How to Make Yorkshire Puddings From Scratch

How to Make Yorkshire Puddings From ScratchLearning how to make Yorkshire puddings from scratch is quite easy.  Included here are three popular methods of making them including one traditional from the heart of Yorkshire and one celebrity chef method and one method from home. Both written and videos methods are included for variety and ease.  There are also some tips to help you overcome any difficulties you are having in getting your puddings to rise.

Yorkshire puddings are one of my favourites.  In our family, Yorkshires were always simple, straightforward and homemade.  I don’t even know if ready made ones were available back then.  As a child we would always have them with roast, in fact as far as our family members are concerned roast doesn’t count if you don’t have Yorkshire puddings.  The quantity cooked has to be exact unless you want arguments breaking out over the spare ones. Sadly even though we are all grown up the same still applies.  Two is our quota although we’d prefer three.  But that is classed as greedy, humph!

I once went to a pub and ordered chicken roast, no Yorkshire was served with it.  Horror.  It was then that the harsh reality of the fact it was beef roast and not all roasts that came with Yorkshire puddings. So, now I ask to have them added if I am not eating beef.

So just how do you eat your Yorkshires?  My niece likes the traditional method to have gravy poured into the centres so the bottoms go all soggy. Uck.  I prefer mine firm and dry but will wipe into ketchup.  Some people prefer the large ones with everything in the centre.  I have even read that some people use them as a dessert with ice cream. It’s a matter of personal choice.

How to make Yorkshire Puddings From Scratch With an Easy Yorkshire Pudding Recipe

Heat the Oven to 222Cor Fan Oven 205C or gas Mark 7

Preparation time: 12 minutes
Cooking time: 25 to 30 minutes

The Ingredients Needed to Make 12 Small Puddings or 4 Large Oes

  • 3 Medium Free Range or Organic eggs
  • Plain Flour 200g
  • 300g of whole milk (You can also use semi-skimmed milk if you prefer)
  • Pinch of Salt
  • Pinch of Pepper (If using the Award Winning Recipe Video)
  • Fat or Oils that can withstand high temperatures

The Equipment Used

  • A Measuring Jug
  • Kitchen Scales
  • A Mixing bowl
  • Sieve
  • Fork or hand whisk
  • A Spoon for Mixing
  • A spoon for catching drips
  • Yorkshire Pudding Tins in the size of your choice. We simply use normal bun tins with sloping edges. However, you can get larger tins, especially for Yorkshires.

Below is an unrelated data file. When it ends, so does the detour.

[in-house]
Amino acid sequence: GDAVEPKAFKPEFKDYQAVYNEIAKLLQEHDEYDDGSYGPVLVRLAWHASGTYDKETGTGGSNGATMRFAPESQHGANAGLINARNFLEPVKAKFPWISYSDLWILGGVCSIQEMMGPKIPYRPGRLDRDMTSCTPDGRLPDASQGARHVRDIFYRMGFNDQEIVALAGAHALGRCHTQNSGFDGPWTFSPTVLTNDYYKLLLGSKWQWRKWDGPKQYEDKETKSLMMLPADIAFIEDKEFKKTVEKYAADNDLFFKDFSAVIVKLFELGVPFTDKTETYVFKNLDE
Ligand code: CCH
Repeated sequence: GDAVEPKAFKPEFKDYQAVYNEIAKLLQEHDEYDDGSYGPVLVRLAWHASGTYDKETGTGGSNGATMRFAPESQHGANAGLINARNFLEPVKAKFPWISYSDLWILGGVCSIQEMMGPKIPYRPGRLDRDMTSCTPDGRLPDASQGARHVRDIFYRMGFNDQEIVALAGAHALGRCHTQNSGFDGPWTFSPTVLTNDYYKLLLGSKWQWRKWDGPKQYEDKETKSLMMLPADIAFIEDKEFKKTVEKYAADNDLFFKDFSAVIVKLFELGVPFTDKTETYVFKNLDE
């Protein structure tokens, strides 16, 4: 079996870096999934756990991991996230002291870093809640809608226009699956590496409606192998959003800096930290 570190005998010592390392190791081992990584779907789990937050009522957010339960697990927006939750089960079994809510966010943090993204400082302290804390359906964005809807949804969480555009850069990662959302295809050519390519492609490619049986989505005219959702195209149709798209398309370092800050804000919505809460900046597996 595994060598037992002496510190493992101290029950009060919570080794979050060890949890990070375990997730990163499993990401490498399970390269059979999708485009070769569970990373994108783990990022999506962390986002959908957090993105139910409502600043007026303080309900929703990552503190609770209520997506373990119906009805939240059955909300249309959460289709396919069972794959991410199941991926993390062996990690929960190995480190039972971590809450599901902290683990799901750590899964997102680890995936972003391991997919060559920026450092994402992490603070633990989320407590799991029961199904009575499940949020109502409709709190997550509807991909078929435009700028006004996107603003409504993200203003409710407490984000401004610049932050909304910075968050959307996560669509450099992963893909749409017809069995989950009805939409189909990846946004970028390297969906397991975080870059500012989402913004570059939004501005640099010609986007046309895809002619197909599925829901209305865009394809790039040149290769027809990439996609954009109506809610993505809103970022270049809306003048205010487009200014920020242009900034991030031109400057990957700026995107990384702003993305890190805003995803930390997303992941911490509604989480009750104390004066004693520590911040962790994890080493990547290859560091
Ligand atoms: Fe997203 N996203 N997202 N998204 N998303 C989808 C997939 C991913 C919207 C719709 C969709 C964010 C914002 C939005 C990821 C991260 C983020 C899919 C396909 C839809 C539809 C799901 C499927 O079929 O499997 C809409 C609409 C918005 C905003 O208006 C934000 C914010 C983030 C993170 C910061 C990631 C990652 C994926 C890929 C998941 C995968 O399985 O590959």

Yorkshire Pudding Tins

See examples of yorkshire pudding tins

The Method for Making Your Easy to Make Yorkshire Puddings

How to make batter mix for Yorkshire puddings.

Heat the Oven to 230Cor Fan Oven 210C or gas Mark 8

  1. Sieve your flour into your bowl and add a pinch of salt
  2. Add your eggs
  3. Add your milk
  4. Stir your mixture then beat with your fork or whisk until your mixture is smooth and all the bumps have been removed
  5. Put your fat or oil into your tins and heat until hot
  6. Put your mixture into a pouring jug and pour the batter mixture evenly into the tins as quickly as you can as ou want your fat to stay hot
  7. Pop your mixture into the oven and cook for 25 to 30 minutes checking through the glass that they are cooked through but not overcooked.


The Award Winning Home Made Yorkshire Puddings Video Recipe

Cup Measurements for America

The recipe in the video on YouTube has a conversion mentioned in the comments for those in the US using CUPS. 1 cup of eggs, 1 cup of milk, 1 cup of plain flour.  Also, add a pinch of white pepper and salt.

A Jamie Oliver Video on How to Make Big Fluffy Yorkshire Puddings – Huge!!

It’s interesting how he does it and his puddings are definitely big and fluffy and two to three times the size of the normal puddings you see.  And I have to admit they look pretty perfect. What he does that nearly has me having kittens is put deep hot oil in the trays. I am assuming that the oil is not absorbed into the puddings due to the high heat.

Some Quick Yorkshire Pudding Facts

  1. In America, they are called popovers because they rise and pop over the tops.  They are made very slightly differently.
  2. They were originally called the dripping pudding
  3. They were invented in the north of England when people used the fat from the meat to make them
  4. They were eaten separately as a filler and are great for frugal cooking
  5. They need to be 4 inches tall to really be a Yorkshire pudding
  6. Puddings rise better at lower altitudes
  7. Cook at high temperatures

Yorkshire Pudding Rescue Tips

I used to make them as a teen and the method was very similar to those in the videos.  I don’t think it has changed much over the years.  I usually got quite good results as I was good at putting air into any baking mixture.

Yet for some reason, not everyone gets such great results as you see in these videos.  There can be several reasons for this.  So check each area carefully to make sure you are getting the best from your mixture.

There are definitely key elements that make for great Yorkshires and to make your Yorkshire puddings rise.  These include air, heat closed oven and spillage.

  • Make sure your mixture is not too thick
  • Put in plenty of air by mixing either with a fork or whisk
  • Make sure the oven is piping hot before they go in and that your fat and tray are also hot or they will not rise
  • Jamie Oliver also recommends avoiding spill in his video below.  As he says it draws the weight of the pudding down preventing rise. He uses a spoon to prevent drips spilling onto the surrounding tin which is a good idea.
  • Do not open the oven while cooking or they will flop.How to Make Yorkshire Puddings From Scratch


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